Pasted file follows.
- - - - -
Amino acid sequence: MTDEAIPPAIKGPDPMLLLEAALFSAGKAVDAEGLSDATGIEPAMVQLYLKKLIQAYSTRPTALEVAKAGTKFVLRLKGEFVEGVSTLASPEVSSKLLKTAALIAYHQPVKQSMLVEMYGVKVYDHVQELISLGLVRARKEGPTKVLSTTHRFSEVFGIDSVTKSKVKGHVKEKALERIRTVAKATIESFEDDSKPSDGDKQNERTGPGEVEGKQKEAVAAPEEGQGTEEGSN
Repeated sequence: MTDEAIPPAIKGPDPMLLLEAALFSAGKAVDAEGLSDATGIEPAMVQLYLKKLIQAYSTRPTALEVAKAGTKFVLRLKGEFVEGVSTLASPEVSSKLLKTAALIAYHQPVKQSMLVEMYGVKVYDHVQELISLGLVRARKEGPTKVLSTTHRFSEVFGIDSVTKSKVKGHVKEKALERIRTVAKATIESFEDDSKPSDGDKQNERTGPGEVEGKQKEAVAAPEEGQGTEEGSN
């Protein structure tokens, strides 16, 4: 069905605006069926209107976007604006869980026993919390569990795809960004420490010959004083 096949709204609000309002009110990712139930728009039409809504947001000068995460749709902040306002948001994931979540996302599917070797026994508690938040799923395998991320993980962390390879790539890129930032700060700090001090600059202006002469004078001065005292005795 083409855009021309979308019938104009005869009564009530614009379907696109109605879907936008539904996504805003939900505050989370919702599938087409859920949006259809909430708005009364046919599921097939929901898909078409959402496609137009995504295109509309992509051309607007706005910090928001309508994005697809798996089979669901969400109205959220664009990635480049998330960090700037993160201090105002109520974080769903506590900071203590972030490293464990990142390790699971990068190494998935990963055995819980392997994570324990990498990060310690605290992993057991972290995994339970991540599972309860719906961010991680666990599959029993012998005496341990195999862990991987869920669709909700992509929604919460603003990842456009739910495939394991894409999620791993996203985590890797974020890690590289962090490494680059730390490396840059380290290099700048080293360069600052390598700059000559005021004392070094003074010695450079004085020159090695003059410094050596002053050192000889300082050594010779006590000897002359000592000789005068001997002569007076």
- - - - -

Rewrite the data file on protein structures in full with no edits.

Amino acid sequence: MTDEAIPPAIKGPDPMLLLEAALFSAGKAVDAEGLSDATGIEPAMVQLYLKKLIQAYSTRPTALEVAKAGTKFVLRLKGEFVEGVSTLASPEVSSKLLKTAALIAYHQPVKQSMLVEMYGVKVYDHVQELISLGLVRARKEGPTKVLSTTHRFSEVFGIDSVTKSKVKGHVKEKALERIRTVAKATIESFEDDSKPSDGDKQNERTGPGEVEGKQKEAVAAPEEGQGTEEGSN
Repeated sequence: MTDEAIPPAIKGPDPMLLLEAALFSAGKAVDAEGLSDATGIEPAMVQLYLKKLIQAYSTRPTALEVAKAGTKFVLRLKGEFVEGVSTLASPEVSSKLLKTAALIAYHQPVKQSMLVEMYGVKVYDHVQELISLGLVRARKEGPTKVLSTTHRFSEVFGIDSVTKSKVKGHVKEKALERIRTVAKATIESFEDDSKPSDGDKQNERTGPGEVEGKQKEAVAAPEEGQGTEEGSN
């Protein structure tokens, strides 16, 4: 069905605006069926209107976007604006869980026993919390569990795809960004420490010959004083 096949709204609000309002009110990712139930728009039409809504947001000068995460749709902040306002948001994931979540996302599917070797026994508690938040799923395998991320993980962390390879790539890129930032700060700090001090600059202006002469004078001065005292005795 083409855009021309979308019938104009005869009564009530614009379907696109109605879907936008539904996504805003939900505050989370919702599938087409859920949006259809909430708005009364046919599921097939929901898909078409959402496609137009995504295109509309992509051309607007706005910090928001309508994005697809798996089979669901969400109205959220664009990635480049998330960090700037993160201090105002109520974080769903506590900071203590972030490293464990990142390790699971990068190494998935990963055995819980392997994570324990990498990060310690605290992993057991972290995994339970991540599972309860719906961010991680666990599959029993012998005496341990195999862990991987869920669709909700992509929604919460603003990842456009739910495939394991894409999620791993996203985590890797974020890690590289962090490494680059730390490396840059380290290099700048080293360069600052390598700059000559005021004392070094003074010695450079004085020159090695003059410094050596002053050192000889300082050594010779006590000897002359000592000789005068001997002569007076």